Much of the engraving looks initially upsetting yet still offers a positive escape. It is littered with tools, alchemy, symbols, puzzles, and signs of doomsday. An emptying hourglass, a bell, and scales adorn the outside wall of the tower of wisdom. The hourglass suggests that time is always running out, that time is always judging us, and that time cannot be reversed. The hourglass also symbolizes the rationality and linear nature of the world, which cannot be escaped, although escape and evasion have been fantasized numerous times. The hourglass can be seen to further symbolize the emptying past, and the dawning future. The bell represents the charm of music and the intrigue of wisdom. The scales are another attribute of wisdom, of true judgment and of equality. Wisdom’s products are balanced from pleasing to the spirit, and to the mind, to limited to time, and are judged equally.

The further surroundings of the print depict revised tools of artists, scientists, and alchemists of the time. The tools are not merely tools, but represent the past progress and innovation which led to the creation of greater tools and products. The underworld’s dominance is seen in the goat at the bottom of Melancholia’s feet and is prominent in the lower levels of disorder and irrational thinking. contrarily, the ladder above the tower of wisdom shows a possible ascent into heaven, a final escape into paradise from the in-between land of despair and knowledge. In some ways, Melancholia is an embodiment of purgatory, where ideas and people are tested.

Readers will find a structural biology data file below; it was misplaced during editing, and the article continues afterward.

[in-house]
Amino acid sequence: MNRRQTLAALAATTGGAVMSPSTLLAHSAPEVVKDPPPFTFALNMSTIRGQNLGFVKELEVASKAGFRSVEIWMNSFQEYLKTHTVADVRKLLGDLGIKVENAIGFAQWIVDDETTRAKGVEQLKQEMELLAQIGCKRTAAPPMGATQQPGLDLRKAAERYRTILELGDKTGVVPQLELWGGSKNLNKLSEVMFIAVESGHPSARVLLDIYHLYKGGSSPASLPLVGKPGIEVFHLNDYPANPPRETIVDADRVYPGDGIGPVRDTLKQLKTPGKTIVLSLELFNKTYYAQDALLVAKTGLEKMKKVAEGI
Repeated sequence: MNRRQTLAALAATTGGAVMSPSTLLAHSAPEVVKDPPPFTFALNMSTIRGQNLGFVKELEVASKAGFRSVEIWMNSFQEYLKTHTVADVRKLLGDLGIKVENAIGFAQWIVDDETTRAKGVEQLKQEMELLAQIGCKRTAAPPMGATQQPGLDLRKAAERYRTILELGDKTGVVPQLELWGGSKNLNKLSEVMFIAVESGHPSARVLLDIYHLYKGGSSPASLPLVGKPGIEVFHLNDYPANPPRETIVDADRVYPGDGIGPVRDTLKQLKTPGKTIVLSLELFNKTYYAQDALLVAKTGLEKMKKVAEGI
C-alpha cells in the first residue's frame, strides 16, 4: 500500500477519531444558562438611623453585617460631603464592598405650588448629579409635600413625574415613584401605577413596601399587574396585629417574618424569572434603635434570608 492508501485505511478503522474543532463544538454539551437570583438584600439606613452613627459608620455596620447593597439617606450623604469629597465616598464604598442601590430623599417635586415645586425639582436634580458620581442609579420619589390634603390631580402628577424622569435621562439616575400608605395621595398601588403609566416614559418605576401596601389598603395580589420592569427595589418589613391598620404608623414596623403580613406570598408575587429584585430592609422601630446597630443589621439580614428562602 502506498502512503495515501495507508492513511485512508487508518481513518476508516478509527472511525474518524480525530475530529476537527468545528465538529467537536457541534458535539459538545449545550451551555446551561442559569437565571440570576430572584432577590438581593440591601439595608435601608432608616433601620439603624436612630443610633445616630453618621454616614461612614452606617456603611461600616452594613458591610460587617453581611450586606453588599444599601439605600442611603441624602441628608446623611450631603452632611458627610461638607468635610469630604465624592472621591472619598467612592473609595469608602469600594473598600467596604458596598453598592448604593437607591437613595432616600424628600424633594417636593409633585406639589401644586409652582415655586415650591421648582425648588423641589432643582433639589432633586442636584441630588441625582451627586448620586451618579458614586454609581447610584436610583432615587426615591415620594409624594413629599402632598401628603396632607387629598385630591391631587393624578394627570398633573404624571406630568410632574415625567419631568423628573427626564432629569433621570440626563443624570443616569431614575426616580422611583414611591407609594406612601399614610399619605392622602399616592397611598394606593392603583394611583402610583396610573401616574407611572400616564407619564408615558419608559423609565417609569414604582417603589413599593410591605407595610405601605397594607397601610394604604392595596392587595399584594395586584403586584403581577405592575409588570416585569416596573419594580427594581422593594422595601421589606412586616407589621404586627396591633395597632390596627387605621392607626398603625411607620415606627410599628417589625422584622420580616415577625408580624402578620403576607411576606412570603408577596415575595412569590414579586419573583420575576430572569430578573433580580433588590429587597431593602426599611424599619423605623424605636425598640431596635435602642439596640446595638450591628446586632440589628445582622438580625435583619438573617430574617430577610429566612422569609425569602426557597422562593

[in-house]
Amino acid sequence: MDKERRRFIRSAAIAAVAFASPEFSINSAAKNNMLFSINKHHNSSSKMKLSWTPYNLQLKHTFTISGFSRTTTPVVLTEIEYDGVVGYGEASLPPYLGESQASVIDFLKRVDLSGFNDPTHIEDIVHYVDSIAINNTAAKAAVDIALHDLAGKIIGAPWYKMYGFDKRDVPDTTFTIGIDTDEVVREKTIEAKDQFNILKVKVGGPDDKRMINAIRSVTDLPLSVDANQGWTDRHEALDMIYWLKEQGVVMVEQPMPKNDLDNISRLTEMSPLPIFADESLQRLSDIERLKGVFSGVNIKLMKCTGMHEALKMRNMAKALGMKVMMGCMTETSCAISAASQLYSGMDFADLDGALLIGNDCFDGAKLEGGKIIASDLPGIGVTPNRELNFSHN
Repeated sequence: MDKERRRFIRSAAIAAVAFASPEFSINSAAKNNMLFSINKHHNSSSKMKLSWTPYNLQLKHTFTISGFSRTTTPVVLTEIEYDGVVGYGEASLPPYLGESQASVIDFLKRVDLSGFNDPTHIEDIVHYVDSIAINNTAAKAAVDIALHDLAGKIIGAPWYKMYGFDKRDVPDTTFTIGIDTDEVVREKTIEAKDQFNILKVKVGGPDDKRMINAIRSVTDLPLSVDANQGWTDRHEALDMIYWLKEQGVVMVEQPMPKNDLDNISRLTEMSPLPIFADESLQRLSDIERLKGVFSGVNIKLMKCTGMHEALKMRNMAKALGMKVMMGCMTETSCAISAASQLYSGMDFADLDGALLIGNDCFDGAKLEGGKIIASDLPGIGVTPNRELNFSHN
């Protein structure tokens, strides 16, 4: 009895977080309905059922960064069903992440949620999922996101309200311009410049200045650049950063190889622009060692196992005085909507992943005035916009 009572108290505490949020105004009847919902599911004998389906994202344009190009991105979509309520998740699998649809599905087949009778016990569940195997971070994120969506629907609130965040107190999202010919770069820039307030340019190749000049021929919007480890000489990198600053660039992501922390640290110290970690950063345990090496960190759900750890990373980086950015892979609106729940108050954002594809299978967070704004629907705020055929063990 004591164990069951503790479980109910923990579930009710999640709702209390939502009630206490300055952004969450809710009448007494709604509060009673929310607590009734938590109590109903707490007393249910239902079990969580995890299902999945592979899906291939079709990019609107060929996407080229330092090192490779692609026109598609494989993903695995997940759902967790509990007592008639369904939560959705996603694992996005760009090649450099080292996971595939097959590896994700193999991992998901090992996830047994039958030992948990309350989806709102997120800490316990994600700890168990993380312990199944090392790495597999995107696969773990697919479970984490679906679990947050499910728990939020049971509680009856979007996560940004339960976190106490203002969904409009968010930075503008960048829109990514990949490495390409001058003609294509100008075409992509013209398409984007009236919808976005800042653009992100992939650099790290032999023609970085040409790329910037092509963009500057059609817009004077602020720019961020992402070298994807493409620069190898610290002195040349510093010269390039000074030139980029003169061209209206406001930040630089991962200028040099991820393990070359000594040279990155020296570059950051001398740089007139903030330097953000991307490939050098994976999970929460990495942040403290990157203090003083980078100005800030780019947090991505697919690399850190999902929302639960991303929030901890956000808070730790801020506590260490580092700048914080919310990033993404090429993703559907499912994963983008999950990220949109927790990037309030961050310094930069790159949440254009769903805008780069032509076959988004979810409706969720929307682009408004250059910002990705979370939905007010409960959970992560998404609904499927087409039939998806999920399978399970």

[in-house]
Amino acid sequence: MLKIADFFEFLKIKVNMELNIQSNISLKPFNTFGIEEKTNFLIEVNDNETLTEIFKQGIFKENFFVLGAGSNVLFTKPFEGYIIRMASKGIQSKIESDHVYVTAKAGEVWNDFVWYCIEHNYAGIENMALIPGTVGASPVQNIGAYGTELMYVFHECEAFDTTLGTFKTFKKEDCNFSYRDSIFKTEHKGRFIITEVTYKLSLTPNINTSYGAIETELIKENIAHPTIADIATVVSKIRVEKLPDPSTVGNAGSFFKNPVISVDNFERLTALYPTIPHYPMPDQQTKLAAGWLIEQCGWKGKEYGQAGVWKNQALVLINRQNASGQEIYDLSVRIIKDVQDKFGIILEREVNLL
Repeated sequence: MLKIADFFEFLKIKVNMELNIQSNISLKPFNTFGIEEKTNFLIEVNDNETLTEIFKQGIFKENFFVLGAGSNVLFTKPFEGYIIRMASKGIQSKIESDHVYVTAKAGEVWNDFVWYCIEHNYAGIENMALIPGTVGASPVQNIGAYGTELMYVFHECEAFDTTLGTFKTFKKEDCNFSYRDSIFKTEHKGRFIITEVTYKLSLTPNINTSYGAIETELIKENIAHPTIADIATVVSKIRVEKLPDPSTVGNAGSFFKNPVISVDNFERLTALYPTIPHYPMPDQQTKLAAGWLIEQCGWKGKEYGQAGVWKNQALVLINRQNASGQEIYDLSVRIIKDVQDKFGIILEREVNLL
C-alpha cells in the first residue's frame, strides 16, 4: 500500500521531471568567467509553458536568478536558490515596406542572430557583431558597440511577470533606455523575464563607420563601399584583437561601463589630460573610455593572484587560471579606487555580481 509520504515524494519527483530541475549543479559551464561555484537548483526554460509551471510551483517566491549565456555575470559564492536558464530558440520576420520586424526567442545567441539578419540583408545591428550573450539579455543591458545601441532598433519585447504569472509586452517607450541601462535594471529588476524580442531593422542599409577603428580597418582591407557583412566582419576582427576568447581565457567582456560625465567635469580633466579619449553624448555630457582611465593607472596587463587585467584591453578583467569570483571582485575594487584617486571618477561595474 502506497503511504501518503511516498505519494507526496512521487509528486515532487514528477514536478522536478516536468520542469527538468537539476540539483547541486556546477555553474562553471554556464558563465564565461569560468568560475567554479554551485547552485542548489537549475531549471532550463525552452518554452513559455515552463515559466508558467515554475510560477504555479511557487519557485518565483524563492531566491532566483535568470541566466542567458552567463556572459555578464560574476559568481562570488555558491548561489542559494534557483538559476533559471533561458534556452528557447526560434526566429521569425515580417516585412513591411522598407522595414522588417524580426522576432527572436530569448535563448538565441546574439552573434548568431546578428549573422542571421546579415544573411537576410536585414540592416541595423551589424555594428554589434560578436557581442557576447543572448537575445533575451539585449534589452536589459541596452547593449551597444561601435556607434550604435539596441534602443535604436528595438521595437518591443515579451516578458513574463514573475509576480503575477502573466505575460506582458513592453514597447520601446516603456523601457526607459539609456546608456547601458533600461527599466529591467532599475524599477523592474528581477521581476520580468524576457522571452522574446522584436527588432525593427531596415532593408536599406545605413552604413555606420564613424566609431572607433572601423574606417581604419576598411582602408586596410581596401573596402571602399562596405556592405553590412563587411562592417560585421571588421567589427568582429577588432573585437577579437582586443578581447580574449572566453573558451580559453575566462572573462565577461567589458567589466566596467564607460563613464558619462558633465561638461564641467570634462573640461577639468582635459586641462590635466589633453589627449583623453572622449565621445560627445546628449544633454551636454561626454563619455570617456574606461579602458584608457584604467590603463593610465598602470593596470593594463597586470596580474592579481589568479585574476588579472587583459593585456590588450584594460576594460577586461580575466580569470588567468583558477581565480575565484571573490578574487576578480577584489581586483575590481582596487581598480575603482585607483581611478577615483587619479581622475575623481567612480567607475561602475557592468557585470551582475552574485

The apocalyptic views within the piece are fairly evident as embodied in the demonic goat and the emptying hourglass. The signs are clear reminders that at a time the world will come to further judgment. In an odd way, the engraving provides a hope to the melancholic scene, that there is a further purpose and that word will not go unheralded while Melancholy may be a discouraging result of hard work and effort, Dürer suggest that the unpleasant state is temporary. Often strife, imbalance will have a further purpose, and their work will not go to waste. is promoted through effort and work, when it seems that the work is going nowhere, it doesn’t come from laziness, or other attributes of that nature.